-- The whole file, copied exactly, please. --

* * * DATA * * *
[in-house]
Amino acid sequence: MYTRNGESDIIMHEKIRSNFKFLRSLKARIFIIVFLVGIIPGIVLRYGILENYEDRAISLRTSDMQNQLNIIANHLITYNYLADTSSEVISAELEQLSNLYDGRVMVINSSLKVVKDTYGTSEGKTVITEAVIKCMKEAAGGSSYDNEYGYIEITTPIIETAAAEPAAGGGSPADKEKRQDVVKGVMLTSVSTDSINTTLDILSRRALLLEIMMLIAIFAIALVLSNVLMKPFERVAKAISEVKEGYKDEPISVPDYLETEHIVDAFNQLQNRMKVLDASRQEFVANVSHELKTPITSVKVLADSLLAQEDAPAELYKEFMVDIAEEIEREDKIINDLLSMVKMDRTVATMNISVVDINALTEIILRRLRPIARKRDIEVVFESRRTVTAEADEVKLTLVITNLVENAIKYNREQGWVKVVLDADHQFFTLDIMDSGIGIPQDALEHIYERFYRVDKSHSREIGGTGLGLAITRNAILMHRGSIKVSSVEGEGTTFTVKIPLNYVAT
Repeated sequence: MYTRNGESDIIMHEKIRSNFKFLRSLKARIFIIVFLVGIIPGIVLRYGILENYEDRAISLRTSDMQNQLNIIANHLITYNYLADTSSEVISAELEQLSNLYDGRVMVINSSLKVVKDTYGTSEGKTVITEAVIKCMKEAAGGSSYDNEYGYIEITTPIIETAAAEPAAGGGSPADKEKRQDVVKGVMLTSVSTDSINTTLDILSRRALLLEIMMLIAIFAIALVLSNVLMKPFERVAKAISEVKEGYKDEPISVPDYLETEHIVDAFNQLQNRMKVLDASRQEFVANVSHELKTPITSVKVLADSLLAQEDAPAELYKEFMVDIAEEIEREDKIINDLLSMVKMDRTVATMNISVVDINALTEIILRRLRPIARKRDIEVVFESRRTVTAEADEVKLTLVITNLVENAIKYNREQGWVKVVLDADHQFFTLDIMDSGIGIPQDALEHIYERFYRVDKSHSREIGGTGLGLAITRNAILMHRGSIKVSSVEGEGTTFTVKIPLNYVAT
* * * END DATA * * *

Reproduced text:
[in-house]
Amino acid sequence: MYTRNGESDIIMHEKIRSNFKFLRSLKARIFIIVFLVGIIPGIVLRYGILENYEDRAISLRTSDMQNQLNIIANHLITYNYLADTSSEVISAELEQLSNLYDGRVMVINSSLKVVKDTYGTSEGKTVITEAVIKCMKEAAGGSSYDNEYGYIEITTPIIETAAAEPAAGGGSPADKEKRQDVVKGVMLTSVSTDSINTTLDILSRRALLLEIMMLIAIFAIALVLSNVLMKPFERVAKAISEVKEGYKDEPISVPDYLETEHIVDAFNQLQNRMKVLDASRQEFVANVSHELKTPITSVKVLADSLLAQEDAPAELYKEFMVDIAEEIEREDKIINDLLSMVKMDRTVATMNISVVDINALTEIILRRLRPIARKRDIEVVFESRRTVTAEADEVKLTLVITNLVENAIKYNREQGWVKVVLDADHQFFTLDIMDSGIGIPQDALEHIYERFYRVDKSHSREIGGTGLGLAITRNAILMHRGSIKVSSVEGEGTTFTVKIPLNYVAT
Repeated sequence: MYTRNGESDIIMHEKIRSNFKFLRSLKARIFIIVFLVGIIPGIVLRYGILENYEDRAISLRTSDMQNQLNIIANHLITYNYLADTSSEVISAELEQLSNLYDGRVMVINSSLKVVKDTYGTSEGKTVITEAVIKCMKEAAGGSSYDNEYGYIEITTPIIETAAAEPAAGGGSPADKEKRQDVVKGVMLTSVSTDSINTTLDILSRRALLLEIMMLIAIFAIALVLSNVLMKPFERVAKAISEVKEGYKDEPISVPDYLETEHIVDAFNQLQNRMKVLDASRQEFVANVSHELKTPITSVKVLADSLLAQEDAPAELYKEFMVDIAEEIEREDKIINDLLSMVKMDRTVATMNISVVDINALTEIILRRLRPIARKRDIEVVFESRRTVTAEADEVKLTLVITNLVENAIKYNREQGWVKVVLDADHQFFTLDIMDSGIGIPQDALEHIYERFYRVDKSHSREIGGTGLGLAITRNAILMHRGSIKVSSVEGEGTTFTVKIPLNYVAT